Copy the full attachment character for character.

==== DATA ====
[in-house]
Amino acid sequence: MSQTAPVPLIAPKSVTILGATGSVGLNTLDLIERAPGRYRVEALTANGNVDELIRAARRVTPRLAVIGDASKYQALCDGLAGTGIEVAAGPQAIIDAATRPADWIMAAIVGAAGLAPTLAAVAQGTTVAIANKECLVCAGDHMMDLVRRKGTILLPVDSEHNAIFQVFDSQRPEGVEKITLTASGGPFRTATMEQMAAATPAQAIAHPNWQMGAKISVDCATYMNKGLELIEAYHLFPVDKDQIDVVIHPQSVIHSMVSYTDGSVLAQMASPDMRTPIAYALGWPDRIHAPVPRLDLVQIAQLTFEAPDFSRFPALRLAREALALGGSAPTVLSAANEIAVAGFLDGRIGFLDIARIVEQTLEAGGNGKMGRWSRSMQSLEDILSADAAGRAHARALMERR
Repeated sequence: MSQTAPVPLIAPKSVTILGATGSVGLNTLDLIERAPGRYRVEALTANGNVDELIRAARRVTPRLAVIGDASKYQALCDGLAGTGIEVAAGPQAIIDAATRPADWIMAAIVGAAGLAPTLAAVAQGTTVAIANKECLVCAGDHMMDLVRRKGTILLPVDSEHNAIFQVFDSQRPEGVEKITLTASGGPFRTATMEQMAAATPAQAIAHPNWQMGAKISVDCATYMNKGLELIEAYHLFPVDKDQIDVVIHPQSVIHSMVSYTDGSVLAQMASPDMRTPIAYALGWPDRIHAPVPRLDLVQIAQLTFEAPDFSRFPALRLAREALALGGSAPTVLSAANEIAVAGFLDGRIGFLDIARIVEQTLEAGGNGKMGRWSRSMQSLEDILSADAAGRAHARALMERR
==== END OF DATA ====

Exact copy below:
[in-house]
Amino acid sequence: MSQTAPVPLIAPKSVTILGATGSVGLNTLDLIERAPGRYRVEALTANGNVDELIRAARRVTPRLAVIGDASKYQALCDGLAGTGIEVAAGPQAIIDAATRPADWIMAAIVGAAGLAPTLAAVAQGTTVAIANKECLVCAGDHMMDLVRRKGTILLPVDSEHNAIFQVFDSQRPEGVEKITLTASGGPFRTATMEQMAAATPAQAIAHPNWQMGAKISVDCATYMNKGLELIEAYHLFPVDKDQIDVVIHPQSVIHSMVSYTDGSVLAQMASPDMRTPIAYALGWPDRIHAPVPRLDLVQIAQLTFEAPDFSRFPALRLAREALALGGSAPTVLSAANEIAVAGFLDGRIGFLDIARIVEQTLEAGGNGKMGRWSRSMQSLEDILSADAAGRAHARALMERR
Repeated sequence: MSQTAPVPLIAPKSVTILGATGSVGLNTLDLIERAPGRYRVEALTANGNVDELIRAARRVTPRLAVIGDASKYQALCDGLAGTGIEVAAGPQAIIDAATRPADWIMAAIVGAAGLAPTLAAVAQGTTVAIANKECLVCAGDHMMDLVRRKGTILLPVDSEHNAIFQVFDSQRPEGVEKITLTASGGPFRTATMEQMAAATPAQAIAHPNWQMGAKISVDCATYMNKGLELIEAYHLFPVDKDQIDVVIHPQSVIHSMVSYTDGSVLAQMASPDMRTPIAYALGWPDRIHAPVPRLDLVQIAQLTFEAPDFSRFPALRLAREALALGGSAPTVLSAANEIAVAGFLDGRIGFLDIARIVEQTLEAGGNGKMGRWSRSMQSLEDILSADAAGRAHARALMERR